25 responses to Expensify Hiring a .NET Programmer! Seriously!

  1. 

    Hire another programmer David? Why? I would think one of your squirell eating, wolf-man coders could handle the trivial task of porting your app to Win Mobile 7. After all, the .NET tools just crank out 1.6 oz burgers that anyone can make, correct? So, you could hire a short order cook from the local truck stop, give him a “learn .NET in 10 mins” book and VS 2010 express, and crank out expensifry.NET right? Or, gasp, might it take some actual skill?

  2. 

    This job posting is the most delicious piece of irony. Thank you.

  3. 

    That’s really awesome! Might you be interested in doing it on more than a casual basis… https://expensify.com/jobs

  4. 

    Seriously, you insult every .NET developer out there saying why you don’t hire .NET developers and a few months later play it down saying “well I mentioned that it’s the only option on WP7 and that it’s not an instant showstopper you just have to defend your choice of tools”. I agree with the prior comment. Get one of your squirrel hunting uber coders to do it…after all you just have to use the magic .NET “language” to stamp it out for you.

    All jokes aside, the .NET blogo/twittersphere is a pretty closely knit community and your post got picked up by Scott Hanselman who is read by practically every .NET developer who cares about professional development (i.e. the non-burger flippers) and I can’t imagine one who wasn’t offended by your post. So what you’ve got left are the burger flippers of the .NET world to try to figure out how to get the machine to work how you want it to. Too bad it looked like an interesting project. Good luck with that though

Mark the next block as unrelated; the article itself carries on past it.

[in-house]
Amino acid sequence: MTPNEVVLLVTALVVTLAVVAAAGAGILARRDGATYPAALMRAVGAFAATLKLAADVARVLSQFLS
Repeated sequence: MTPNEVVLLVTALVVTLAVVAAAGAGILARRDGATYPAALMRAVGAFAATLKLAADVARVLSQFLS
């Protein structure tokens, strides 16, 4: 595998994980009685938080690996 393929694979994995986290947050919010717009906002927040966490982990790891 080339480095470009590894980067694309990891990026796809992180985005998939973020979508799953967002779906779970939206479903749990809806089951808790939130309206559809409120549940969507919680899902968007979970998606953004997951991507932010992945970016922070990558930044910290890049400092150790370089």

5. 

    Alas, the squirrel-hunting team was busy. So many squirrels, so little time!

  6. 
    Net Development November 8, 2011 at 2:01 am

    First thing is many thanks to the author because very helpful information for Net Development really great.

    ASP.Net is a scripting language and web application framework. ASP.Net set for Active Server Pages.Net and is developed by Microsoft.

  7. 

    Very interesting post. I like to share this post with my friends and book mark this interesting page. Keep it up. useful for .Net development

  8. 

    Hello Expensify,

    I goggled “How much do .NET programmers get paid per line” (because I was interested after a two day weekend of coding ~800 lines of C# and ASP.NET) and I ran into this blog. I about threw my hands up in the air! I was on your blog post about .NET coders and at the top, I saw that you said “Expensify Hiring a .NET Programmer! Seriously!”